Youcan run but you cannot hide

Published on Thu, Sep 2, 2004 by eg Olson

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You can run but you cannot hide

By Meg Olson

The department of homeland security has now got eyes in the sky and on the water to watch for illegal activity at the border and beyond the border.

On August 20 Immigration and Customs Enforcement (ICE division) unveiled their first northern border Air and Marine Branch (AMB) at the Bellingham airport, the first of five planned along the 49th parallel.

“We thought we’d start at the ends and finish in the middle,” said national AMB communications director Gary Bracken. The focus here is on the northwest corner of the United States.”

When it’s fully operational the branch will have a fixed wing aircraft, two helicopters, an interceptor boat and a small utility boat. A turbo-prop surveillance aircraft will monitor within a 250-mile radius of the Bellingham base. “It’s basically within an hour response, along the border and down into Washington, Oregon,” Bracken said. The aircraft could also respond further afield if necessary, as far as Idaho. The interceptor boat is designed for patrolling local waters and responding to incidents. “It’s a high speed, high capability design that can handle heavy conditions, chase down targets,” Bracken said.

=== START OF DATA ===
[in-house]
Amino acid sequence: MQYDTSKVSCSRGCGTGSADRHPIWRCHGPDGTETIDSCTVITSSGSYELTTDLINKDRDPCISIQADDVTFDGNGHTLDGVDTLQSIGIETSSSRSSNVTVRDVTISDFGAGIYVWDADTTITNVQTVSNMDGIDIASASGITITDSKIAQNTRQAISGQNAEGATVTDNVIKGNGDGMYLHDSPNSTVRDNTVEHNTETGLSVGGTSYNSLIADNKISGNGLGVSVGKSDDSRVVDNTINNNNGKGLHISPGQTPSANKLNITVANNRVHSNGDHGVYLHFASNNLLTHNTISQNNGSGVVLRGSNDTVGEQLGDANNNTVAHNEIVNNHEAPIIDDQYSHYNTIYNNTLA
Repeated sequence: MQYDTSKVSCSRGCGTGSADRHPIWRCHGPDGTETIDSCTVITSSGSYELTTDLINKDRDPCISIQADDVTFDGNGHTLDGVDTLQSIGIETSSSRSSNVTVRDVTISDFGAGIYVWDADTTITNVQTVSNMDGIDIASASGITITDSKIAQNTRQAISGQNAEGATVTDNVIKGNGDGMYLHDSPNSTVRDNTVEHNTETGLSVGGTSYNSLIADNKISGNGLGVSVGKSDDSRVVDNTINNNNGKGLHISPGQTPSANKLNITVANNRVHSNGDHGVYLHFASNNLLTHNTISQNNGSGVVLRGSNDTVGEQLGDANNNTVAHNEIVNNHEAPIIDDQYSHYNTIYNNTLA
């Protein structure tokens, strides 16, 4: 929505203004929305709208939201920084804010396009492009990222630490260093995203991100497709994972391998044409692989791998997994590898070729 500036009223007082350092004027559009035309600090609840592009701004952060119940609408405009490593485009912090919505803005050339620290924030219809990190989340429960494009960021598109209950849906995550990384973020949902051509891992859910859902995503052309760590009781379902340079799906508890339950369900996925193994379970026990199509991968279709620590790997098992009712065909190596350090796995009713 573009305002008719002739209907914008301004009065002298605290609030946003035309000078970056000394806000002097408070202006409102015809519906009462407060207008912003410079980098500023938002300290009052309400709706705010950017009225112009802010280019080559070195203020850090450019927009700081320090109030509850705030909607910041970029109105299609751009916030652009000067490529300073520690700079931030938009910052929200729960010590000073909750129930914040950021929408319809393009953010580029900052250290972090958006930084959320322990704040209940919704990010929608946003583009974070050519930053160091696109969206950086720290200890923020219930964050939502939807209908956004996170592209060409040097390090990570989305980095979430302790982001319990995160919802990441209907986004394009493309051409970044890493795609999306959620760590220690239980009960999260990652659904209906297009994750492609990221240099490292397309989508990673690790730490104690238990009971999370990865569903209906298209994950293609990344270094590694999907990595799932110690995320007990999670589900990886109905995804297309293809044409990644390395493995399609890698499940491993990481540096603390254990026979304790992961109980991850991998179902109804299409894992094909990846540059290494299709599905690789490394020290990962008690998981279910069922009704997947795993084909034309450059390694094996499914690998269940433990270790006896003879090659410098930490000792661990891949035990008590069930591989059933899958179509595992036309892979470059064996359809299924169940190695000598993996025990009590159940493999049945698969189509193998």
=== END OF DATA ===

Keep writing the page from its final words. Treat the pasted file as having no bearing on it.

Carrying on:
Helicopters can be used for incident response and monitoring of the Whatcom County borders such as Point Roberts that today are monitored little, if at all. They can also be used to keep an eye on Interstate 5, which U.S. Representative Rick Larsen, who attended the AMB opening, said was an important role for the new operation. “Interstate 5 is not only a great trade pipeline but a pipeline for drug and people smuggling,” he said. “I think this is going to be a great addition to many ongoing border issues.”

Bracken said the AMB wasn’t a new idea, just new on the U.S. Canada border.

“It’s taking the resources and experience we’ve had working on the southern border and moving it to the northern tier,” he said.